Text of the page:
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INDIA: +91 080 41234927 | WHATSAPP: +91 6366 834954

Preparing Through On-Campus Orientation

When you first arrive on campus, you will likely be invited (or required) to take part in an orientation event.  This event is generally 3 days to a week in length and hosts a name like “On-Campus Orientation”, “International Student Orientation” or, as my university called it, “Welcome Week”.  Students sometimes sigh thinking of the need to sit in orientation classes or roll their eyes at the games that require participation during these first few days, but trust me: no matter how cheesy, the orientation/welcome period of your freshman year of university is not only helpful, it is FUN.  Plus, it is probably the best thing that you can do to prepare yourself for the rest of the year!
On-campus orientation does just what it sounds like: it orients you.  But worry not – it is MUCH more than simply a tour of the campus!  Orientation is often conducted in small groups of new students led by student leaders, so you get to learn the ropes from someone who knows their way alongside new students like yourself.  This group of students is often the place where you make your first friends.  You’ll always have your roommate, of course, but you LIVE with your roommate.  These students will live all over campus and be involved in a variety of studies and activities, so your open participation in events will instantly widen your social network!  Orientation will likely require you to sit in on sessions about using campus electronics and the library, explain certain requirements within your area of study, offer an activities fair so you can sign up for clubs, sports, and service organizations, and learn how to get involved in student government.  There will be sessions on studying abroad, on how to use career services, and how to find student jobs.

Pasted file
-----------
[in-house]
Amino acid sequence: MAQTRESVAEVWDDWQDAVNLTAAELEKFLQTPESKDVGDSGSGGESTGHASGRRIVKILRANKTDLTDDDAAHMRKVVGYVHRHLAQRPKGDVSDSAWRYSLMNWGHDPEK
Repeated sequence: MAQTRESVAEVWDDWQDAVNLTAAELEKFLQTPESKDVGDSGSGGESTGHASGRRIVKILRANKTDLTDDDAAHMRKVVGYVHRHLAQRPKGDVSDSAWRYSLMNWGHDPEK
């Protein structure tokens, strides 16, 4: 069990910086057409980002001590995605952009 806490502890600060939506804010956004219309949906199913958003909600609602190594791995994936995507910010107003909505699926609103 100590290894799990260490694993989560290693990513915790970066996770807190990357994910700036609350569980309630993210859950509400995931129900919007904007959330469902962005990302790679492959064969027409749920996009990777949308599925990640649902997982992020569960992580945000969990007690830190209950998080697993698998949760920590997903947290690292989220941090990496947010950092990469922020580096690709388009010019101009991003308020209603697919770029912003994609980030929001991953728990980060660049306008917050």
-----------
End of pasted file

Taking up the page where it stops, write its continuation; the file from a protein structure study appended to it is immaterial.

Our recommendation: do EVERYTHING that orientation offers you.  You may be jet-lagged, you may feel lazy, or you may be a wee-bit intimidated, but believe me: it’s worth it!  Even if a session seems boring (aka the explanation of the dewey decimal system from your resident librarian), you’ll be glad that you participated.  Take every opportunity to meet people, to introduce yourself to professors and staff, and to ask questions.  The investments that you make during orientation will help you build a network of challenge and support, and these people, services, and resources will be there to push you and to catch you for the rest of your college career.  Orientation week prepares you for success – so jump right in!

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